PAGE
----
Islam came to the Lamaholot long before it became established on Java and elsewhere in Indonesia. There were a mosque and many Muslims on Solor in 1559, when the Jesuit Father Baltasar Diaz visited the island. The Portuguese Dominicans established a mission on Solor in 1561 and a fort in 1566. Before the arrival of the Portuguese, the Lamaholot were influenced by the Hindu Javanese. Larantuka, Flores, was said to have been conquered by a Majapahit fleet in 1357, and Solor appears in the Negarakertagama as a Majapahit dependency. Some Lamaholot recognized the suzerainty of the Sultan of Ternate in the sixteenth century. The Dutch captured the Solor fort in 1613, and thereafter different Lamaholot areas were allied loosely with either the Portuguese or the Dutch until the Portuguese ceded their rights in the Solor Archipelago in 1859. The pattern of alliances with the Europeans in the seventeenth century and later roughly corresponded with indigenous feuding between villages denominated by Demonara (today simply Demon), who tended to be associated with the Portuguese, and Pajinara (today Paji), who were often Muslim and who in some cases maintained treaty ties with the Dutch. The Dutch established effective direct control through a series of military actions at the end of the nineteenth century and the beginning of the twentieth.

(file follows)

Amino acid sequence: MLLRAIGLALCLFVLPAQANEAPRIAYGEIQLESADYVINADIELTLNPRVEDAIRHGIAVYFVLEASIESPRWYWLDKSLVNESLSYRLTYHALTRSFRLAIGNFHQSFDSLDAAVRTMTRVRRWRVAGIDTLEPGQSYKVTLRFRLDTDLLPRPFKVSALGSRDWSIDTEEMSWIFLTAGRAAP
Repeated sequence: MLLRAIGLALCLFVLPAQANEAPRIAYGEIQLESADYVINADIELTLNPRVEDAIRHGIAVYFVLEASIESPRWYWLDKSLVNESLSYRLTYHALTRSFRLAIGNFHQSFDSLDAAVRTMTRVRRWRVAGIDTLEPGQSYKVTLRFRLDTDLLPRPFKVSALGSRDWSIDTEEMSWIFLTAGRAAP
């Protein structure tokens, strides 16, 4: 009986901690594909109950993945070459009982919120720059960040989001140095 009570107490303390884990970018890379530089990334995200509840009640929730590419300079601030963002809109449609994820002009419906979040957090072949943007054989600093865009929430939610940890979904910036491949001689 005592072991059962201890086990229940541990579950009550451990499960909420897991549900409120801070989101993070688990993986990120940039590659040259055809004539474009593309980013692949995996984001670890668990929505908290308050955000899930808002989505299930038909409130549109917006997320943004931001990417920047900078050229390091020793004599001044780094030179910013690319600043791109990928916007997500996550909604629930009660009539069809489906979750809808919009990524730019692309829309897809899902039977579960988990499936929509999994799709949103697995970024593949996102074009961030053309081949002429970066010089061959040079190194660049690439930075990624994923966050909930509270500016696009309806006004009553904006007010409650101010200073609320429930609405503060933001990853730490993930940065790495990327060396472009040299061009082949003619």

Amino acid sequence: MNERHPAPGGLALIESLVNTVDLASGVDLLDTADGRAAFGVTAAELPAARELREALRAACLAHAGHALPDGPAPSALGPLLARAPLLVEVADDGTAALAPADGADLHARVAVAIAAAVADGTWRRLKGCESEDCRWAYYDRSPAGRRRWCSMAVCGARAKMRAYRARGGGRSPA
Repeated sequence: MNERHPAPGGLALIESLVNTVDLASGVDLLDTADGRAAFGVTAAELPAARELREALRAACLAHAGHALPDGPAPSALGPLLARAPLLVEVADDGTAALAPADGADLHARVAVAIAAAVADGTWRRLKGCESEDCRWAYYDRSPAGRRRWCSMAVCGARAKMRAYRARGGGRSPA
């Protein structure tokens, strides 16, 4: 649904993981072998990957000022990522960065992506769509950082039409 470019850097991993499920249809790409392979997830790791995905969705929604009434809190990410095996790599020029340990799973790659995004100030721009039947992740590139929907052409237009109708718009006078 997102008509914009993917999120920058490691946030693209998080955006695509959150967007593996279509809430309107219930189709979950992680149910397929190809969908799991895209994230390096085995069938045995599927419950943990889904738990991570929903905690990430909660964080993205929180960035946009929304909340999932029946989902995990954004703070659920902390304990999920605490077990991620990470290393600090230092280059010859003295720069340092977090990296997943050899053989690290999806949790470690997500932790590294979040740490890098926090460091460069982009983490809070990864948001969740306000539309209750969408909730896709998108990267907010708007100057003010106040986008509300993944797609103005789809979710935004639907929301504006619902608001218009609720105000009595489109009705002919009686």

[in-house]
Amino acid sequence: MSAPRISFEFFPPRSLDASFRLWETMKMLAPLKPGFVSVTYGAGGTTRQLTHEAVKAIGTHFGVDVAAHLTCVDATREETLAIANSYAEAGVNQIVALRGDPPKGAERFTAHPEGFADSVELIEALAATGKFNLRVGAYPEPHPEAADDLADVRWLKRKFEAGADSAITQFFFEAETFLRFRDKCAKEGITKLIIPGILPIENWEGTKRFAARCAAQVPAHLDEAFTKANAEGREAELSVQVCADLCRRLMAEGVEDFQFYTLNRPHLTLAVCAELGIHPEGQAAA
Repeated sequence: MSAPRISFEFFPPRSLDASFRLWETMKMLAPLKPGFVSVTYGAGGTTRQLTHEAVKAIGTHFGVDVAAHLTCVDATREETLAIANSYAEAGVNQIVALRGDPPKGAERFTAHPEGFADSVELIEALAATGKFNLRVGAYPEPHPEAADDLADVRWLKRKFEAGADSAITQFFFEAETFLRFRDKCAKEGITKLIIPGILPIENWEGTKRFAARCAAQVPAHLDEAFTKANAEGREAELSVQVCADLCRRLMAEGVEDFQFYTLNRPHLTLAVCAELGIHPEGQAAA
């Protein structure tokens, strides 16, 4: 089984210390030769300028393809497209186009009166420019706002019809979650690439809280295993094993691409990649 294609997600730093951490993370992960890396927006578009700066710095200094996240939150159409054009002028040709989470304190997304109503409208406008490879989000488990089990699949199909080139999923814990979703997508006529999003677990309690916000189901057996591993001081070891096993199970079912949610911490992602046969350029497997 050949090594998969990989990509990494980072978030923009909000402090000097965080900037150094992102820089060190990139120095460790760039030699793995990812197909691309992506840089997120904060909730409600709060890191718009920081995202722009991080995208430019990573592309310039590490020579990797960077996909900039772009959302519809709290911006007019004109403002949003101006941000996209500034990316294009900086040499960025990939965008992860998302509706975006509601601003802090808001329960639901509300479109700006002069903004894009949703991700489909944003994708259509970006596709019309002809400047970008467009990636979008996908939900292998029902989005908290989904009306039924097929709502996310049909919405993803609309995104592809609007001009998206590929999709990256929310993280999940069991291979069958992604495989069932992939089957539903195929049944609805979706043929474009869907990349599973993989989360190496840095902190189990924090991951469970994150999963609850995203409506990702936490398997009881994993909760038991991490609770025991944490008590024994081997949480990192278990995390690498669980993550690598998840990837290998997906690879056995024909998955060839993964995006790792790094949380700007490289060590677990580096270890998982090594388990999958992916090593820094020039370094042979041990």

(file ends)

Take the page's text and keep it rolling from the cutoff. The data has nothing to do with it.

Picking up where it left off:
The Lamaholot are linguistically and culturally close to the Sikanese to the west and the Kédang to the east. There are three main dialects of Lamaholot: west (on Flores close to the border with Sika), central (east Flores, Adonara, and Solor) and east (Lembata). Bahasa Alor, spoken in enclaves on the northern coast of Pantar and the western coast of Alor, is at least partially intelligible to Lamaholot speakers.